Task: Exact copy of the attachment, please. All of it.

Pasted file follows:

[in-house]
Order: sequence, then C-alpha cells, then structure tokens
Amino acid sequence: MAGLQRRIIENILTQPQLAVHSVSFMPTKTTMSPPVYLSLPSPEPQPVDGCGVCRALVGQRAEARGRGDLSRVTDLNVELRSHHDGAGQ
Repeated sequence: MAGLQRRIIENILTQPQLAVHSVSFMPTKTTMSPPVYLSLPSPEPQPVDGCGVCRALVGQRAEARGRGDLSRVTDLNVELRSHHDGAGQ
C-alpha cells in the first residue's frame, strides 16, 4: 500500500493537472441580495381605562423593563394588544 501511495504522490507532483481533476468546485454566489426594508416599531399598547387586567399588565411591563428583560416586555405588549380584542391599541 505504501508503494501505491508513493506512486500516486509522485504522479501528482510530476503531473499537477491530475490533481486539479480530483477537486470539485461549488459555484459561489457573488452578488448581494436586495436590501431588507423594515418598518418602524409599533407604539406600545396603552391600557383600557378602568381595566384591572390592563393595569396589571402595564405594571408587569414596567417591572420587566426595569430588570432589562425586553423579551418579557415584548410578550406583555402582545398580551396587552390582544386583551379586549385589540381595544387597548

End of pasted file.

[in-house]
Order: sequence, then C-alpha cells, then structure tokens
Amino acid sequence: MAGLQRRIIENILTQPQLAVHSVSFMPTKTTMSPPVYLSLPSPEPQPVDGCGVCRALVGQRAEARGRGDLSRVTDLNVELRSHHDGAGQ
Repeated sequence: MAGLQRRIIENILTQPQLAVHSVSFMPTKTTMSPPVYLSLPSPEPQPVDGCGVCRALVGQRAEARGRGDLSRVTDLNVELRSHHDGAGQ
C-alpha cells in the first residue's frame, strides 16, 4: 500500500493537472441580495381605562423593563394588544 501511495504522490507532483481533476468546485454566489426594508416599531399598547387586567399588565411591563428583560416586555405588549380584542391599541 505504501508503494501505491508513493506512486500516486509522485504522479501528482510530476503531473499537477491530475490533481486539479480530483477537486470539485461549488459555484459561489457573488452578488448581494436586495436590501431588507423594515418598518418602524409599533407604539406600545396603552391600557383600557378602568381595566384591572390592563393595569396589571402595564405594571408587569414596567417591572420587566426595569430588570432589562425586553423579551418579557415584548410578550406583555402582545398580551396587552390582544386583551379586549385589540381595544387597548